When a team of engineers went to work in 2015 looking for a new technique to boost the cost-effectiveness of solar cells, they didn't realize they'd end with a bonus – a way to help improve the collision avoidance systems of self-driving cars.
But that's precisely what happened, as the engineers, James Harris and graduate student Kai Zang, explain in a recent Nature Communications article.
The twin discoveries started, they say, when they began looking for a solution to a well-known problem in the world of solar cells. Solar cells capture photons from sunlight in order to convert them into electricity. The thicker the layer of silicon in the cell, the more light it can absorb, and the more electricity it can ultimately produce. But the sheer expense of silicon has become a barrier to solar cost-effectiveness.
So the Stanford engineers figured out how to create a very thin layer of silicon that could absorb as many photons as a much thicker layer of the costly material. Specifically, rather than laying the silicon flat, they nanotextured the surface of the silicon in a way that created more opportunities for light particles to be absorbed. Their technique increased photon absorption rates for the nanotextured solar cells compared to traditional thin silicon cells, making more cost-effective use of the material.
Then came the surprise. After the researchers shared these efficiency figures, engineers working on autonomous vehicles began asking whether this texturing technique could help them get more accurate results from a collision-avoidance technology called LIDAR, which is conceptually like sonar except that it uses light rather than sound waves to detect objects in the car's travel path.
LIDAR works by sending out laser pulses and calculating the time it takes for the photons to bounce back. The autonomous car engineers understood that current photon detectors use thick layers of silicon to make sure they capture enough photons to accurately map the terrain ahead. They wondered if texturing a thin layer of silicon, much like on the solar cells, would lead to more accurate maps than the current thin silicon.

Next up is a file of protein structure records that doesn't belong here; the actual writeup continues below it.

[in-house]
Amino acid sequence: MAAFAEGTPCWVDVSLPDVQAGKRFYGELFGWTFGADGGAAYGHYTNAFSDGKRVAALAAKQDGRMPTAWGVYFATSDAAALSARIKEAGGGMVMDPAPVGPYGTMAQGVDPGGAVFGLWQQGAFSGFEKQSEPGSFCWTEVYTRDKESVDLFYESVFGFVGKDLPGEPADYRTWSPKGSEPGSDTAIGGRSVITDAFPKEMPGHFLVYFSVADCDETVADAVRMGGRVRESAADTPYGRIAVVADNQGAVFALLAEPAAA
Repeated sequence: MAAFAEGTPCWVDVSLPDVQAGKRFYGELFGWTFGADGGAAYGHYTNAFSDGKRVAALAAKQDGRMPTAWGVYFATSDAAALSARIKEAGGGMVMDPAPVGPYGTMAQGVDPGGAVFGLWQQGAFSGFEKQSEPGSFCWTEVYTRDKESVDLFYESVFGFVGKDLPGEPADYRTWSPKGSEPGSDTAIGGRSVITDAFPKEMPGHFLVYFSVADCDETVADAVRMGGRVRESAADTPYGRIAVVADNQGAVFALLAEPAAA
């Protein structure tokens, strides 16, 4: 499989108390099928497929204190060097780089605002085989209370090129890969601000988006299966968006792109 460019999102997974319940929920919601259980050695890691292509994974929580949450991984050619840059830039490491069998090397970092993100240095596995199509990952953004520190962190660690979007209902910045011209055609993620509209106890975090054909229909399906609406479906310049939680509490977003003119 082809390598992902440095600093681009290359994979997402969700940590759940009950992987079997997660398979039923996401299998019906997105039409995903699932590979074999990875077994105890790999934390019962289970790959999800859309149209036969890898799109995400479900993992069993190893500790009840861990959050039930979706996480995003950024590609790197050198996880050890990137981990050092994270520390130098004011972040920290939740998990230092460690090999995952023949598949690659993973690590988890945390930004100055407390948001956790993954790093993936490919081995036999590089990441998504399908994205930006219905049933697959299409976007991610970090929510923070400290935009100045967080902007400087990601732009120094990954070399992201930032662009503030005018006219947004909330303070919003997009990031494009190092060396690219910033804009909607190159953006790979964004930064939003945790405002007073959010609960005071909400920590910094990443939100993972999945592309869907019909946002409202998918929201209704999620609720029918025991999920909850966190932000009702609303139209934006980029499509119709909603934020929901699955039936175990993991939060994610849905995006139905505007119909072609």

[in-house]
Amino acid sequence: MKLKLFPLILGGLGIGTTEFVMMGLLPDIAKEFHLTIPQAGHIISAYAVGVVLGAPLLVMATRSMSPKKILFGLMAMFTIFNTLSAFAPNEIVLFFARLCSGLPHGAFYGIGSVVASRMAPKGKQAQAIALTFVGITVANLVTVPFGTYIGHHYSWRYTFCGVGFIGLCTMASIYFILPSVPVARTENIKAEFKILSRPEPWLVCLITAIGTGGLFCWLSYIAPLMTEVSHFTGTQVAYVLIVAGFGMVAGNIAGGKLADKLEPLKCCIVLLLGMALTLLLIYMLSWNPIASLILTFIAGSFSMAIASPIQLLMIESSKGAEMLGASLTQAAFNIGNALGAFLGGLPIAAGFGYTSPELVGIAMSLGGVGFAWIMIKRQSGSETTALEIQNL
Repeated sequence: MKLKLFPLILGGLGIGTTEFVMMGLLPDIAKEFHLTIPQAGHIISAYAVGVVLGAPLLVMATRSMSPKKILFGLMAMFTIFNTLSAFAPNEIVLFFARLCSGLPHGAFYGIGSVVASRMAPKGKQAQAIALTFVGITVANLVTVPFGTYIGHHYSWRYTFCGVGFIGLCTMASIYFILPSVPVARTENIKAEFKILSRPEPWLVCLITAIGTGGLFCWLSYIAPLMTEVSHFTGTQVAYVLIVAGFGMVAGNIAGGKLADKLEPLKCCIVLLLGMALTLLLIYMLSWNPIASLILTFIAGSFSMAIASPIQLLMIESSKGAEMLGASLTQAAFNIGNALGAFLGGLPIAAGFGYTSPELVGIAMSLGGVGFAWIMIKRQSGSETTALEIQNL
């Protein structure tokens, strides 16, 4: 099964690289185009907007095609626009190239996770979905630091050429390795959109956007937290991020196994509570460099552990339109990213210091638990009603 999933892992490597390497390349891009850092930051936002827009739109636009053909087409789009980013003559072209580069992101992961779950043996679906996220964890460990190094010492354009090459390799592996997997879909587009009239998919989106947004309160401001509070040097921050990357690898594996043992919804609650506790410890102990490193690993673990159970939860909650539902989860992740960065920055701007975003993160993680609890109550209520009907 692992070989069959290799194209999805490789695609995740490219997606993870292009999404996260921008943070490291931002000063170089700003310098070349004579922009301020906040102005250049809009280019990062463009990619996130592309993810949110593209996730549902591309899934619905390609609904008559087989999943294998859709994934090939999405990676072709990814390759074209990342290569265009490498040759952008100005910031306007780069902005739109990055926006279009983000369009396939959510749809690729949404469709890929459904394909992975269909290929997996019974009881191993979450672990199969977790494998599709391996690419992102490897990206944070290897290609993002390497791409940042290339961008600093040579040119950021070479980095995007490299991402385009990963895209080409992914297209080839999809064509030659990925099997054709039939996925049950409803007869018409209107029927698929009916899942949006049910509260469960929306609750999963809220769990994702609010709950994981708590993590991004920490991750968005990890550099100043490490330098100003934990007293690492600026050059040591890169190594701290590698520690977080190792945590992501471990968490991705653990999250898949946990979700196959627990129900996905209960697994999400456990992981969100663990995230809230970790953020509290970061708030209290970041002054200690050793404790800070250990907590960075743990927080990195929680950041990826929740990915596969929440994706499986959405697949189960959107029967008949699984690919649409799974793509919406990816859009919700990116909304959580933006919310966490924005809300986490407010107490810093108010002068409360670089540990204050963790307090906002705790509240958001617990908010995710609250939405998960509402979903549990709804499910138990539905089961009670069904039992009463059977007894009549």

Indeed, in their new paper, the Stanford engineers report that their textured silicon can capture as many as three to six times more of the returning photons than today's LIDAR receivers. They believe this will enable self-driving car engineers to design high-performance, next-generation LIDAR systems that would continuously send out a single laser pulse in all directions. The reflected photons would be captured by an array of textured silicon detectors, creating moment-to-moment maps of pedestrian-filled city crosswalks.
Harris said the texturing technology could also help to solve two other LIDAR snags unique to self-driving cars – potential distortions caused by heat and the machine equivalent of peripheral vision.
The heat problem occurs because the LIDAR laser apparatus can heat up during extended use, causing photon wavelengths to shift slightly. Such shifts could cause light particles to bounce off traditional silicon that is made to absorb specific wavelengths. But the Stanford nanotexturing technology can absorb photons across a broad spectrum, eliminating this heat-shift issue.
With respect to the machine equivalent of peripheral vision, Harris and Zang believe it may be possible to make a flexible version of their nanotextured silicon receptor. Flexibility would allow them to curve the receptor. Between that and the light-trapping advantage of their nanotextured surface, they think it may be possible for LIDAR systems to enlarge the angle of acceptance for photons, in order to more completely identify all potential obstacles.
Harris said he always thought Zang's texturing technique was a good way to improve solar cells. "But the huge ramp up in autonomous vehicles and LIDAR suddenly made this 100 times more important," he says.
More information: Kai Zang et al. Silicon single-photon avalanche diodes with nano-structured light trapping, Nature Communications (2017). DOI: 10.1038/s41467-017-00733-y
Journal information: Nature Communications
Provided by Stanford University